Women from Sudan were less likely to have non-cephalic presentation, caesarean section or assisted vaginal birth than the North African non-HSC group. Further investigation revealed that a larger proportion of women from Sudan had emergency caesarean sections and a smaller proportion had repeat caesarean sections. This is consistent with research in which a mostly Sudanese group of women in Australia was less likely to have elective caesarean sections than the hospital population [29]. Caesarean sections were less common among women from West African HSC than in the West African non-HSC group, reflecting a high caesarean section incidence in the non-HSC group. Past research regarding maternal origin and caesarean section has largely considered Africa as a single region [29],[38] or combined Middle, East and West African regions [12]. Most research has noted a higher incidence of caesarean section among African, East African and Somali migrants, compared to resettlement country-born women [6],[11],[12],[39]. A study that investigated migration status found little difference in incidence of caesarean section between African women of refugee and non-refugee background [38]. Authors of previous research have suggested the need for further region-based comparisons in this area [12] and our findings support and contribute to this by indicating differences between women of refugee and non-refugee background from specific African regions.

African migrant women have previously been reported to be less likely to use analgesia during labour than resettlement country-born women [6],[29],[40]. Our study builds on this by observing that women from Middle and East African HSC were less likely to use analgesia in labour than women from non-HSC, perhaps reflecting cultural perceptions of childbirth [41] or perhaps communication barriers with the greater need for interpreters. A smaller proportion of Sudanese women had induced labour and this may have contributed to the lower proportion of analgesia use in this group.

BBA was most common among women from Sudan with an incidence considerably higher than nationally (0.5%) [20]. BBA has been associated with neonatal morbidity and mortality [42],[43], and postpartum haemorrhage [43],[44]. Therefore, Sudanese-focused strategies encouraging engagement with pregnancy care are indicated.

There was evidence of poor neonatal outcomes in both HSC and non-HSC groups. Stillbirth incidence did not significantly differ within any region but was higher than the national rate (0.7%) [20] in five of the six groups, consistent with previous reports that women of African origin have a greater risk of stillbirth than resettlement country-born women [6]-[8]. The stillbirth incidence in the West African HSC group (4%) is especially concerning. Additionally, the West African non-HSC group had high incidences of preterm birth, low birth weight and admission to special or intensive neonatal care units, compared to national data [20]. This is consistent with previous studies noting adverse neonatal outcomes in women from West, Middle and East Africa combined, compared to resettlement country-born women [12],[45]. The West African population size in our study was small, limiting the conclusions that can be drawn; however, little research has focussed specifically on migrants from West Africa and these results indicate further descriptions of pregnancy outcomes in this population are needed.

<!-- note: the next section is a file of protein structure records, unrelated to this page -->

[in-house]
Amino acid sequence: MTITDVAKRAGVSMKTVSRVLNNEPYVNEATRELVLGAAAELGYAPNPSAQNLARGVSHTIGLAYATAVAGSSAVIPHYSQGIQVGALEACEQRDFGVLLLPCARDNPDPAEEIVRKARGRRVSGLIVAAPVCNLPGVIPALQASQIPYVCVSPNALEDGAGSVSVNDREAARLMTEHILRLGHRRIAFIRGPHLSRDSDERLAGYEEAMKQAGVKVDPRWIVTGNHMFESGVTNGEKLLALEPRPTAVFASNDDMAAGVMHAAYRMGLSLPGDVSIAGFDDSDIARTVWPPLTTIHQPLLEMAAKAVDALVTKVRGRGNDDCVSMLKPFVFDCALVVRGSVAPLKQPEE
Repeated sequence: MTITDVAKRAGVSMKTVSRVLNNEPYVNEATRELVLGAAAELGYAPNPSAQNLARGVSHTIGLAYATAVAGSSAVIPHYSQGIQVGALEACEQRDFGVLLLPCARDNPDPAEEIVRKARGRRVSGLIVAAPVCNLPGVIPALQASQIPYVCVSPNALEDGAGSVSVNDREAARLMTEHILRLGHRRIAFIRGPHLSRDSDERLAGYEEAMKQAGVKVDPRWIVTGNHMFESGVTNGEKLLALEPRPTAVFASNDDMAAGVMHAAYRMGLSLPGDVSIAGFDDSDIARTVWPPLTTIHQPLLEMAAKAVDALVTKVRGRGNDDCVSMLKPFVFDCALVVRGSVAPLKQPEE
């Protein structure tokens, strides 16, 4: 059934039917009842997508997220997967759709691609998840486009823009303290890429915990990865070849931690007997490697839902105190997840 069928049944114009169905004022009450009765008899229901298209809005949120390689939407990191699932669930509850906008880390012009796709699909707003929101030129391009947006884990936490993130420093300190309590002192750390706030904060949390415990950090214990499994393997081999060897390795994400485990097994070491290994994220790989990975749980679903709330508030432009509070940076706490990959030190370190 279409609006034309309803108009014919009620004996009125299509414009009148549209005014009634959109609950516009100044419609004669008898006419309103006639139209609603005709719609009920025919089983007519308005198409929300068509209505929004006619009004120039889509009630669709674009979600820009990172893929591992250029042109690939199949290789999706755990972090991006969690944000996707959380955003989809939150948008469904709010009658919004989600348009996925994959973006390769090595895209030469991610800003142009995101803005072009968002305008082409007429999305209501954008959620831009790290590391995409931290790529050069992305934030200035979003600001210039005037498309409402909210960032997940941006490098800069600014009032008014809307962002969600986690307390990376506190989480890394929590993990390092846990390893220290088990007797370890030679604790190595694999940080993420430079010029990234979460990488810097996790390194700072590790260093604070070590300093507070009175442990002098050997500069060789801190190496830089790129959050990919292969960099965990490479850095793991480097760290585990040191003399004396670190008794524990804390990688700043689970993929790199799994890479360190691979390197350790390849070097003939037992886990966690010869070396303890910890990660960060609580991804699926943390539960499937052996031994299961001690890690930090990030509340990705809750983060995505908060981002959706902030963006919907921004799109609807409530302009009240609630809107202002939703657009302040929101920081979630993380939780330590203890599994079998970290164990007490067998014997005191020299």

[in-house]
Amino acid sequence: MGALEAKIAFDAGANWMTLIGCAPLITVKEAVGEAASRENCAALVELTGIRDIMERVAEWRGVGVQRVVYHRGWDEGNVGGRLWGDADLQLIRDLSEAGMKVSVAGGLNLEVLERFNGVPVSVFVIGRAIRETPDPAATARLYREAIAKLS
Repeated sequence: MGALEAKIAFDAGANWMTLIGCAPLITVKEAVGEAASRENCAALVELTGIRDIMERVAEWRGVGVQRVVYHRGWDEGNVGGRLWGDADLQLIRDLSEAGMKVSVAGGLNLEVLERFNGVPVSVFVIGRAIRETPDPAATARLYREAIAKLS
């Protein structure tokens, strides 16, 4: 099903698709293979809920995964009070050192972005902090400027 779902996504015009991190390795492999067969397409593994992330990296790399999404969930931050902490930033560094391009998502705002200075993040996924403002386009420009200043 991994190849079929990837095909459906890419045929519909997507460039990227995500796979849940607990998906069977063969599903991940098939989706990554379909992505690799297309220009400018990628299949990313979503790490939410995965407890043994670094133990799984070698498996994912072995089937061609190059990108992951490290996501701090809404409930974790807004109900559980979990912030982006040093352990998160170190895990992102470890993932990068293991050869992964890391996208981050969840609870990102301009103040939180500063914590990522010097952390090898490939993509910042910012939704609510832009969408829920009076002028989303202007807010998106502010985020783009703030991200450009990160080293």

Strengths and limitations

This study has limitations including that potential cultural and language barriers may contribute to over- or under-representation among wellbeing factors reliant on self-report e.g. spousal relationships. Some variables were only routinely collected from partway through the study time period (e.g. BMI); consequently sample size was reduced for these variables. Country of birth was used as a proxy for refugee background, however, in accordance with our previously published work [17], humanitarian and non-humanitarian source countries were rigorously selected to limit misclassification of individuals as much as possible. Year of arrival in Australia would have complemented country of birth when selecting probable refugee groups and is currently being incorporated into the Birthing Outcomes System. Despite this study having relatively large population sizes for a single maternity service in a resettlement country, due to the rare nature of most adverse pregnancy outcomes it was necessary to combine countries of birth into world regions in order to conduct statistical analysis. World region and country boundaries can be both dynamic and arbitrary, unavoidably heterogeneous ethnicities will have been grouped together. Identification of specific needs among each group of women belonging to a country or region would be ideal. Additionally, in the North African region, the population selection method resulted in a potentially more homogenous HSC group (Sudan only) being compared to a more heterogeneous non-HSC group (comprised of several countries of birth).